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THESSALONIKI 2021

Florian Hoffmann • Director of Whispers of War

“Images of war exert a power on people, whether they have a connection to it or not”

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- The drama film, the feature debut by the German director, looks at the effects of war on the Kurdish diaspora

Florian Hoffmann  • Director of Whispers of War

The first feature by German director Florian Hoffmann, Whispers of War [+see also:
interview: Florian Hoffmann
film profile
]
, celebrated its international premiere at this year's Thessaloniki International Film Festival. We talked to the director about his personal link to the story and the impact that war can have on society.

Cineuropa: Why was it important for you to tell this story?
Florian Hoffmann: I grew up in Berlin-Kreuzberg when it was still a predominantly Turkish-Kurdish neighbourhood. I am therefore very familiar with the milieu I describe in the film. I experienced the scenes in the classroom, for example, very similarly during my own childhood. My friends were Kurds and Turks, and I spent a lot of time with Kurdish families. When the situation escalated in Cizre in 2015, I directly observed how the events played out on all levels. I saw how the media dealt with it and also what the war did to the people in the diaspora. Moreover, when I saw the first livestream from Cizre, I was shocked by it and felt helpless. The film is a way to deal with that.

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How and for how long did you do your research for the film?
With a German passport, I was able to travel to Cizre. At first, Turkey had imposed a curfew on the town, but together with journalists and human rights organisations, I finally managed to travel there, with the aim to secure as much evidence as possible. I collected videos that people shot on their phones and conducted interviews.

What was your own experience with the media? What role do you attribute to them?
With this material from Cizre, I did not intend to make a film initially. It was rather meant to bring clarity to the real situation. That's why I went to the media with it. But it quickly became clear that they wouldn't show the pictures. Because of Turkey's media blockade, no videos came out, and people were therefore sceptical because the Turkish government was telling a completely different story. The relationship between Germany and Turkey is a sensitive one, and they wanted to be careful with that. I became aware, also through my intensive and direct exchanges with various media, that they are often in a dilemma. What do images have to look like? It is not necessarily the media that seek out particularly brutal pictures. But most real images from wars are boring. Viewers are used to pictures like those created by Hollywood, so it is difficult to get their attention. The consequence of this is that there are video activists who expose themselves to great dangers in order to create the most striking images possible, in the hope of winning the competition with other news outlets. Livestreams play an important role in this.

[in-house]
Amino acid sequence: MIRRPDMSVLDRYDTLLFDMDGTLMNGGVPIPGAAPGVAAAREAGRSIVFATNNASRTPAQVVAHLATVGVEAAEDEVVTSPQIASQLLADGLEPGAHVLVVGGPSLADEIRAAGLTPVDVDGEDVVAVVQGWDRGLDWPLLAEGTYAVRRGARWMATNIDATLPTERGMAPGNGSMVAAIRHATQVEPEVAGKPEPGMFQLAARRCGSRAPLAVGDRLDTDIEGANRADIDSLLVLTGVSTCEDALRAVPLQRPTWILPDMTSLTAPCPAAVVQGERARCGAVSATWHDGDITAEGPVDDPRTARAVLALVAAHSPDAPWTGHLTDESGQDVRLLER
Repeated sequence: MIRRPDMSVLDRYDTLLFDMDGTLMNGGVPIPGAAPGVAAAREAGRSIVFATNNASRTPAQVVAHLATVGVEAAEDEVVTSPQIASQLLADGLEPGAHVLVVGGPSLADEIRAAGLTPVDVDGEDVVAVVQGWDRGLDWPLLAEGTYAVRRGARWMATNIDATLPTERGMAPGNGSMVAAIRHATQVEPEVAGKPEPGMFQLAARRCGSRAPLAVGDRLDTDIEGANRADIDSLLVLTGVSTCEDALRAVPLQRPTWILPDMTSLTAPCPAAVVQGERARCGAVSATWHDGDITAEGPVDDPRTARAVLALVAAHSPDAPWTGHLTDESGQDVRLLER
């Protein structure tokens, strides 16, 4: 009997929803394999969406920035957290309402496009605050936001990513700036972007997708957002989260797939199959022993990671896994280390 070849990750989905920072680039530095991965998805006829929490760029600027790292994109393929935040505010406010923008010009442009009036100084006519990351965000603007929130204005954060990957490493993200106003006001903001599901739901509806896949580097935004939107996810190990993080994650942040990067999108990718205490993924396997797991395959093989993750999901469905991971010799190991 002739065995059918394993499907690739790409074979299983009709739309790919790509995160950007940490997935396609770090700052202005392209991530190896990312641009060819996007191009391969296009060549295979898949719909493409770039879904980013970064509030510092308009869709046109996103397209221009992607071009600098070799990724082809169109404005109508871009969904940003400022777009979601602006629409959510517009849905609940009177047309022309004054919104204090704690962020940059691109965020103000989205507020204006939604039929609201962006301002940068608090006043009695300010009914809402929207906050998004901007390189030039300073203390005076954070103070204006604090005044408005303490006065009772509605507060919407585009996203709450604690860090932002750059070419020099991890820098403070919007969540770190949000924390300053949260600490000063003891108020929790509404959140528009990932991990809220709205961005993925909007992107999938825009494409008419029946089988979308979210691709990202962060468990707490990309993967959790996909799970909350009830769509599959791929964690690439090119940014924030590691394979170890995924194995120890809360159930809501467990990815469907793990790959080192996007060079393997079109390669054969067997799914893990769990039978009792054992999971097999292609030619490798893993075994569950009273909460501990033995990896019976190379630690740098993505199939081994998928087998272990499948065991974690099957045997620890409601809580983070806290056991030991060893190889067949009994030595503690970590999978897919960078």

How did you develop the character of Khalil? How did you cast for the role?
Hadi Khanjanpour
, who plays the lead role, is not Kurdish, but Iranian. He himself fled from Iran to Germany and is very much assimilated in Germany. There is a lot of Hadi's biography in the character of Khalil, as he has a similar life experience. Hadi, too, had almost completely abandoned his original culture. But when the revolution came to Iran, something snapped in him that brought him close to his country again. This shows that the story we tell with the film has something universal to it. And that's what the movie is about for me.

You have a lot of experience in documentary film, and Whispers of War mixes documentary and fiction. How did you develop the concept?
The purely documentary form was prevented by the explosive nature of the subject, because it would have been too dangerous for people to have them exposed as the authors of the material. I came back from Cizre with an abundance of videos and had to have everything checked in order to exclude the possibility of endangering the people who were shown in them. It was clear that I could not make a film about what was happening on the ground. That is why it is a movie about how such wars affect the diaspora, how they change relationships. I myself experienced how, in the case of Cizre, people in Berlin became radicalised, although they had only seen the war through images. Images of war exert a power on people, whether they have a connection to it or not. This is where the difference between the main character and his girlfriend becomes apparent. With all her sympathy for him, she will always perceive the war only from an outside perspective, just as I do.

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